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An Introduction to Samoan Custom

CHAPTER XIII — Conclusion

page 175


Constitutional changes of great importance have taken place in Western Samoa since the introduction to this book went through the press early in 1947, and it is now necessary to add something to what was stated in the latter part of that chapter in order to record the more significant developments that have succeeded the Mandate.

The draft Trusteeship Agreement for Western Samoa submitted to the United Nations by the New Zealand Government was placed before the General Assembly of that body for consideration and approval in October, 1946. Approval accorded on 13th December, 1946, brought Western Samoa under the International Trusteeship system.

In the meantime, however, the Samoan people, consulted regarding the terms of the draft agreement, had submitted a petition praying for immediate self-government under the protection of New Zealand. This the New Zealand Government duly forwarded to the Trusteeship Council with a request that a United Nations Mission should visit Western Samoa to investigate the petition. The Mission arrived on 4th July and left on 28th August, 1947, its complete report being released in October of the same year.

The Government's proposals relating to constitutional changes in Western Samoa were outlined in the House of Representatives by the Acting Prime Minister on 27th August, 1947, and were later found to differ in very few particulars from the recommendations set out in the report of the Mission.

An Act of the General Assembly of New Zealand giving affect to the Government's proposals was passed in November, 1947, and brought into force on the 10th March, 1948, by Governor-General's Proclamation.

page 176

The significant provisions of that Act are as follows:


The Administrator is in future to be known as the High Commissioner.


A Council of State is established consisting of the High Commissioner and the Samoan leaders for the time being holding office as Fautua.* The High Commissioner is to consult the Council of State on all proposals for legislation, matters closely relating to Samoan custom and any other matters affecting the welfare of Western Samoa which he considers it proper to refer to the Council of State.


The old Legislative Council is abolished and a new legislature termed the Legislative Assembly, over which the High Commissioner or his nominee presides, is constituted consisting of:


The Samoan members for the time being of the Council of State:


Eleven Samoan members nominated by the Fono of Faipule:


Not more than five European elected members:


Not more than six official members, of whom three are nominated by the Governor- General and three by the High Commissioner.

There is thus an effective Samoan majority in the new legislature, whose powers are wide, but do not extend to the making of laws relating to defence (except in regard to the taking of land for defence purposes), external affairs, or affecting the title to Crown lands. The Assembly is not competent to make any Ordinance repugnant to the provisions of any enactments declared in or pursuant to the Samoa Amendment Act, 1947, to be reserved.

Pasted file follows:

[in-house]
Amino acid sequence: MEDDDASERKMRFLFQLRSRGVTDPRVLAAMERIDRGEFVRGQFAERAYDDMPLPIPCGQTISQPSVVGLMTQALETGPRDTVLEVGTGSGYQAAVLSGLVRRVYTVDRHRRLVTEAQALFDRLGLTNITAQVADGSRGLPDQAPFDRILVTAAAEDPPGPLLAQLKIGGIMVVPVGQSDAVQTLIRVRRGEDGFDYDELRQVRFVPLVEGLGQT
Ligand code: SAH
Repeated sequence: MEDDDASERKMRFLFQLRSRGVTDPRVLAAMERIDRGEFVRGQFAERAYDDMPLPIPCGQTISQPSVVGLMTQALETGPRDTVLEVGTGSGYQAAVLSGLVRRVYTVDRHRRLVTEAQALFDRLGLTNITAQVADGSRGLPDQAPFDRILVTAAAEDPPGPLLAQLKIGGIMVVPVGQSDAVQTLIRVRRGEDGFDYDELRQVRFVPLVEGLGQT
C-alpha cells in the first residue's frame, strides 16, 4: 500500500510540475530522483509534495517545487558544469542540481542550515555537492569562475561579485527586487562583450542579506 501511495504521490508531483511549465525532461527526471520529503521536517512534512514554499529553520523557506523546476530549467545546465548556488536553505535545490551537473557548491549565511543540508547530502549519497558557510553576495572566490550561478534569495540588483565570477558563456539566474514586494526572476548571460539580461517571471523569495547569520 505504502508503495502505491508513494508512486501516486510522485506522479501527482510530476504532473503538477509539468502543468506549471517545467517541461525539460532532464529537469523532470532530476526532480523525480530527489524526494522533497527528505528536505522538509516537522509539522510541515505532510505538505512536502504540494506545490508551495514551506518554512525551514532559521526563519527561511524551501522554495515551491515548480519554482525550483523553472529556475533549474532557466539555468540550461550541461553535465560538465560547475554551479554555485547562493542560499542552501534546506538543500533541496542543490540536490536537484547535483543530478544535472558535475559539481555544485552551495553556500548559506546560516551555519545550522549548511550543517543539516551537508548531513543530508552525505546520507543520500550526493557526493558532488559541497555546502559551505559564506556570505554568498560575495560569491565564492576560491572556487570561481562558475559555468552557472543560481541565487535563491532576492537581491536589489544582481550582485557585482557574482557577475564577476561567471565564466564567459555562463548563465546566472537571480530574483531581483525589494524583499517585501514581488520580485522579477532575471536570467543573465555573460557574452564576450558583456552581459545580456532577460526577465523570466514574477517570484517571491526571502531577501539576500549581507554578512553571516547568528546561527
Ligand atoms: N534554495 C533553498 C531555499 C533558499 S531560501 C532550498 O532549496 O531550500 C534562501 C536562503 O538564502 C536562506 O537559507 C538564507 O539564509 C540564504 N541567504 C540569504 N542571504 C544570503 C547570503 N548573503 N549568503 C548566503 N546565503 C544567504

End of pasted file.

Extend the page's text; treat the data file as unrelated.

On Tuesday, 1st June, 1948, in the course of celebrations that lasted the entire week, the new Samoan Flag and the New Zealand Ensign were raised together on the historic malae at Mulinu'u, and the next morning the Legislative page 177 Assembly was formally opened by the High Commissioner. The Council of State has functioned regularly since its inception.

The establishment of the United Nations Organisation has furnished the occasion for the development of a legal substitute for the Mandates system and in terms of the Trusteeship Agreement the New Zealand Government assumes direct responsibility for the administration of the trust Territory. Pages 7 to 9, in relation to successive modern political stages and the derivation of New Zealand's authority in Western Samoa, must therefore now be read in conjunction with the note of constitutional changes set out in this concluding chapter. The book thus closes with the commencement of a new political era in the lives of the people of Western Samoa.

It has been shown that Samoan society, although tenacious of its own culture in the past, is now subject to stresses that may possibly lead to sweeping social reforms within a comparatively short period. Ignorance can be a country's greatest enemy, and there are many Samoans who recognize that their progress to ultimate self-government is inevitably bound up with education, particularly that of the younger generation. Progress and education will bring changes in their train, but at the moment there is much of beauty and dignity in Samoan custom that links the present with the past. It has been one of the purposes of this book to describe some of the interesting differences that still exist between Samoan society and our own.

The aspirations of an intelligent people for self-government may properly command our respect and earnest assistance. Although a period of preparation is inevitable, it has been stated on behalf of the New Zealand Government that the steps taken recently are only the first in a process that will not end until the people of Western Samoa are able to assume full responsibility for the control of their own affairs.


* The death of the Honourable Mata'afa on 27th March, 1948, is recorded with regret. There are now only two Fautua.

The Samoan Flag is red, the first quarter blue and bearing five white five-pointed stars representing the Southern Cross, the size and disposition of the stars being as gazetted.